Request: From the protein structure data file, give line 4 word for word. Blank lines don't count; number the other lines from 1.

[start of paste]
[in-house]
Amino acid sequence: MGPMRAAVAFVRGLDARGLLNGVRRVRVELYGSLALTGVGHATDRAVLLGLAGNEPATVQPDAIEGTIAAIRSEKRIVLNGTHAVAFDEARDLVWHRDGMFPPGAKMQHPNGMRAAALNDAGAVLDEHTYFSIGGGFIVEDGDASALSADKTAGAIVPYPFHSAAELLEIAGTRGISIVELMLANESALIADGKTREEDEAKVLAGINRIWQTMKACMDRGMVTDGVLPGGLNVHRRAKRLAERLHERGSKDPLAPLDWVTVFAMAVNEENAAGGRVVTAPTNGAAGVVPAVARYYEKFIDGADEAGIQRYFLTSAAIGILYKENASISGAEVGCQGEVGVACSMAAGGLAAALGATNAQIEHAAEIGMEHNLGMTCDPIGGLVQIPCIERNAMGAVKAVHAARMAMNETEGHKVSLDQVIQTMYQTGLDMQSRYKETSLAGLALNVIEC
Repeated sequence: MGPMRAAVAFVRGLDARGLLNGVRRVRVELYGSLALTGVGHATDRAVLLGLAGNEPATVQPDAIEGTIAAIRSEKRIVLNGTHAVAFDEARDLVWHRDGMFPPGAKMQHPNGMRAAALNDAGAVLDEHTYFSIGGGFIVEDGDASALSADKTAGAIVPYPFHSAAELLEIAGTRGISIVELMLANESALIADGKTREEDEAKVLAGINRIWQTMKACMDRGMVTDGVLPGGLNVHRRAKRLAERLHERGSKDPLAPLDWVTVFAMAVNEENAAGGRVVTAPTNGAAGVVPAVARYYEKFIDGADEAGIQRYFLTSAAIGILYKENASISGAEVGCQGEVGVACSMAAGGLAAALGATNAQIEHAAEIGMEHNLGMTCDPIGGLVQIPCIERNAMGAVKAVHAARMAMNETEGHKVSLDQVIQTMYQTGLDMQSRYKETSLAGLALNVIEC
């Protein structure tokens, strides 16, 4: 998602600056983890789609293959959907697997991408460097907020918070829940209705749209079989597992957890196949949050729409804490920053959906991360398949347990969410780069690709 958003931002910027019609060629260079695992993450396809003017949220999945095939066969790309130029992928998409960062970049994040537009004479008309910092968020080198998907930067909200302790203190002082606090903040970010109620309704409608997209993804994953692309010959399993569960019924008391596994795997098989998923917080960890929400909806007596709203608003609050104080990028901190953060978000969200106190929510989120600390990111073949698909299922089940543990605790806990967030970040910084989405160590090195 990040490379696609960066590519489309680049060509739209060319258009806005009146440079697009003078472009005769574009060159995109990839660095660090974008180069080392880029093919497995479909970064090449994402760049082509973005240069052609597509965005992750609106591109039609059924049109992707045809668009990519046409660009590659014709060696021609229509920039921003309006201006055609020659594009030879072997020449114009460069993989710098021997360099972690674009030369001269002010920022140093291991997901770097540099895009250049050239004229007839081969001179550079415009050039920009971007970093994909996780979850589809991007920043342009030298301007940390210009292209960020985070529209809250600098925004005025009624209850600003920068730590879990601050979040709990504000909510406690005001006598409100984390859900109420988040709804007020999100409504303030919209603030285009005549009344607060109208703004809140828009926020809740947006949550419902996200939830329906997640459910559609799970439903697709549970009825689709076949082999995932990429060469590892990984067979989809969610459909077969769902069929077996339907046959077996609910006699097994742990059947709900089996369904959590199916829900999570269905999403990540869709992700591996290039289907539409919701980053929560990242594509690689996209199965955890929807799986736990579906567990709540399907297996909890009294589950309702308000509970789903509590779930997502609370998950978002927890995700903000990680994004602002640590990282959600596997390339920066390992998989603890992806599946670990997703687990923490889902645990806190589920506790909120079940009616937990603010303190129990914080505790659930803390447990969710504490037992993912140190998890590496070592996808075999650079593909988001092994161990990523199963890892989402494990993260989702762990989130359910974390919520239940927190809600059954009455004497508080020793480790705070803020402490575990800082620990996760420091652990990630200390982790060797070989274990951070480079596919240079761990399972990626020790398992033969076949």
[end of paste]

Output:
């Protein structure tokens, strides 16, 4: 998602600056983890789609293959959907697997991408460097907020918070829940209705749209079989597992957890196949949050729409804490920053959906991360398949347990969410780069690709 958003931002910027019609060629260079695992993450396809003017949220999945095939066969790309130029992928998409960062970049994040537009004479008309910092968020080198998907930067909200302790203190002082606090903040970010109620309704409608997209993804994953692309010959399993569960019924008391596994795997098989998923917080960890929400909806007596709203608003609050104080990028901190953060978000969200106190929510989120600390990111073949698909299922089940543990605790806990967030970040910084989405160590090195 990040490379696609960066590519489309680049060509739209060319258009806005009146440079697009003078472009005769574009060159995109990839660095660090974008180069080392880029093919497995479909970064090449994402760049082509973005240069052609597509965005992750609106591109039609059924049109992707045809668009990519046409660009590659014709060696021609229509920039921003309006201006055609020659594009030879072997020449114009460069993989710098021997360099972690674009030369001269002010920022140093291991997901770097540099895009250049050239004229007839081969001179550079415009050039920009971007970093994909996780979850589809991007920043342009030298301007940390210009292209960020985070529209809250600098925004005025009624209850600003920068730590879990601050979040709990504000909510406690005001006598409100984390859900109420988040709804007020999100409504303030919209603030285009005549009344607060109208703004809140828009926020809740947006949550419902996200939830329906997640459910559609799970439903697709549970009825689709076949082999995932990429060469590892990984067979989809969610459909077969769902069929077996339907046959077996609910006699097994742990059947709900089996369904959590199916829900999570269905999403990540869709992700591996290039289907539409919701980053929560990242594509690689996209199965955890929807799986736990579906567990709540399907297996909890009294589950309702308000509970789903509590779930997502609370998950978002927890995700903000990680994004602002640590990282959600596997390339920066390992998989603890992806599946670990997703687990923490889902645990806190589920506790909120079940009616937990603010303190129990914080505790659930803390447990969710504490037992993912140190998890590496070592996808075999650079593909988001092994161990990523199963890892989402494990993260989702762990989130359910974390919520239940927190809600059954009455004497508080020793480790705070803020402490575990800082620990996760420091652990990630200390982790060797070989274990951070480079596919240079761990399972990626020790398992033969076949």